Spore, the computer game that allows you to create and evolve a universe of creatures, is finally available. The game's primary designer, Will Wright, is also the creator of the Sims series.
However, as Wright himself notes, there were others who went before him. One specific inspiration came from the 1965 story The Cyberiad: Fables for the Cybernetic Age; matchless writer Stanislaw Lem wrote about the kingdom in a box:
"... you gave him a whole civilization to rule and have dominion over forever?"
"You must be joking!" Trurl exclaimed. "Really, the whole kingdom fits into a box three feet by two by two and a half ... it's only a model..."
(Read much more about Lem's kingdom in a box)
Before that, in the 1940's, mathematician John Von Neumann (with the help of his friend Stanislaw Ulam) came up with the idea of cellular automata, a two-dimensional system for a kind of artificial life.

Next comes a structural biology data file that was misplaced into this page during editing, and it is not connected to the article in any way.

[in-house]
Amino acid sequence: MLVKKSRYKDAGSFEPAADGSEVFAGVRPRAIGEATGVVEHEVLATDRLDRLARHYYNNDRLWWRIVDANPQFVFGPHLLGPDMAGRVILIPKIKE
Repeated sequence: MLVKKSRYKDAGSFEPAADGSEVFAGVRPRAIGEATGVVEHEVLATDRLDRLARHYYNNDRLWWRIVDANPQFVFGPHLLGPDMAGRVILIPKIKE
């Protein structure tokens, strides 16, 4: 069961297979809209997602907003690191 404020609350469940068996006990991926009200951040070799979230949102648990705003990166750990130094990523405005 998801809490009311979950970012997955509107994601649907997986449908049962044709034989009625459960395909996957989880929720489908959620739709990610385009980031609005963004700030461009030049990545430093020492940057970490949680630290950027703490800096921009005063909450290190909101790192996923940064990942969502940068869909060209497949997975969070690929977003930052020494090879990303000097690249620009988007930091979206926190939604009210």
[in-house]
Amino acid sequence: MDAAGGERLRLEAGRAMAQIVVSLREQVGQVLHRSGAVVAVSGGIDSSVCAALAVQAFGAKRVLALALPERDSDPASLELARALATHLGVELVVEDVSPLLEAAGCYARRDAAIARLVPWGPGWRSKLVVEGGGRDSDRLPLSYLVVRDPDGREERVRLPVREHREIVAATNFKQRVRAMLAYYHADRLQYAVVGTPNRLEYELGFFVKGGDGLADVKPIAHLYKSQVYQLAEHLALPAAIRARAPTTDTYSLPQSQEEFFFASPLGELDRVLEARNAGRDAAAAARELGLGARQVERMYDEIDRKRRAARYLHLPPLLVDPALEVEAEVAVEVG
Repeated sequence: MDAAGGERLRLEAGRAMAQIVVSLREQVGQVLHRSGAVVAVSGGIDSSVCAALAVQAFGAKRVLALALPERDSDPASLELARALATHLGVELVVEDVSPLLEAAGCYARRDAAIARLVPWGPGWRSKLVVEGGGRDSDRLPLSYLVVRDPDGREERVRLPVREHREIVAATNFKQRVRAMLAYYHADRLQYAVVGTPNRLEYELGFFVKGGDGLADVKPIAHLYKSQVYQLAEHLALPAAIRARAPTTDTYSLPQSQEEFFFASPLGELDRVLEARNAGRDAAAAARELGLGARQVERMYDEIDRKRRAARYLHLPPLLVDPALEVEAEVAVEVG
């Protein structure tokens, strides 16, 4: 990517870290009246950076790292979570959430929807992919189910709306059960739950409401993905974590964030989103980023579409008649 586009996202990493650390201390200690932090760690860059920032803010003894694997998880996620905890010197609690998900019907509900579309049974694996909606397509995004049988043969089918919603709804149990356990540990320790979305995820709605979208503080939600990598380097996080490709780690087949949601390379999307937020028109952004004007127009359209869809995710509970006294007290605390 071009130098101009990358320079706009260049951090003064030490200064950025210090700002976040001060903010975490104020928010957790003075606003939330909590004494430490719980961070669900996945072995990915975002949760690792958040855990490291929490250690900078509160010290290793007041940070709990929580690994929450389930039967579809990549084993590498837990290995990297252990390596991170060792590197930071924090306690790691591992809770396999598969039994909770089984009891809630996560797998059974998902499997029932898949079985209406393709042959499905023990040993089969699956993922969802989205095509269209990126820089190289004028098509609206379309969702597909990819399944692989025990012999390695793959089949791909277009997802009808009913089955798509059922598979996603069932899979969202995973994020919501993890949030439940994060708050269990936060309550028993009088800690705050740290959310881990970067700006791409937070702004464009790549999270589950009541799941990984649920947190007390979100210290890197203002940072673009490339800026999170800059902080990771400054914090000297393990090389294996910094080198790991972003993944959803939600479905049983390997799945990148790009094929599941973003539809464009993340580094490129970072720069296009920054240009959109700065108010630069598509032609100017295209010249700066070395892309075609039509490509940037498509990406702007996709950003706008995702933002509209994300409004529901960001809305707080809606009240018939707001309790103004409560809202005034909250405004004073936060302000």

This work was the basis for a popular 1970's computer program (also popular with computer programmers and teachers) called the Game of Life. Using basic rules, simple "organisms" (mathematical shapes) could evolve or progress individually or in competition.
From the 1930's, Spore borrows on the idea of terraforming, the make-over of a world to fit the needs of a particular species.
Spore also draws heavily on the work of computer graphics artist (and software creator) Karl Sims, who in the 1990's demonstrated how animations could be used to evolve movement. "Organisms" created of basic geometrical shapes solve the problem of locomotion (see the Evolved Virtual Creatures video below).
(Karl Sims evolved virtual creatures video)
Spore takes these ideas and adds an interface that allows you, an untutored and unskilled biped, to create a world.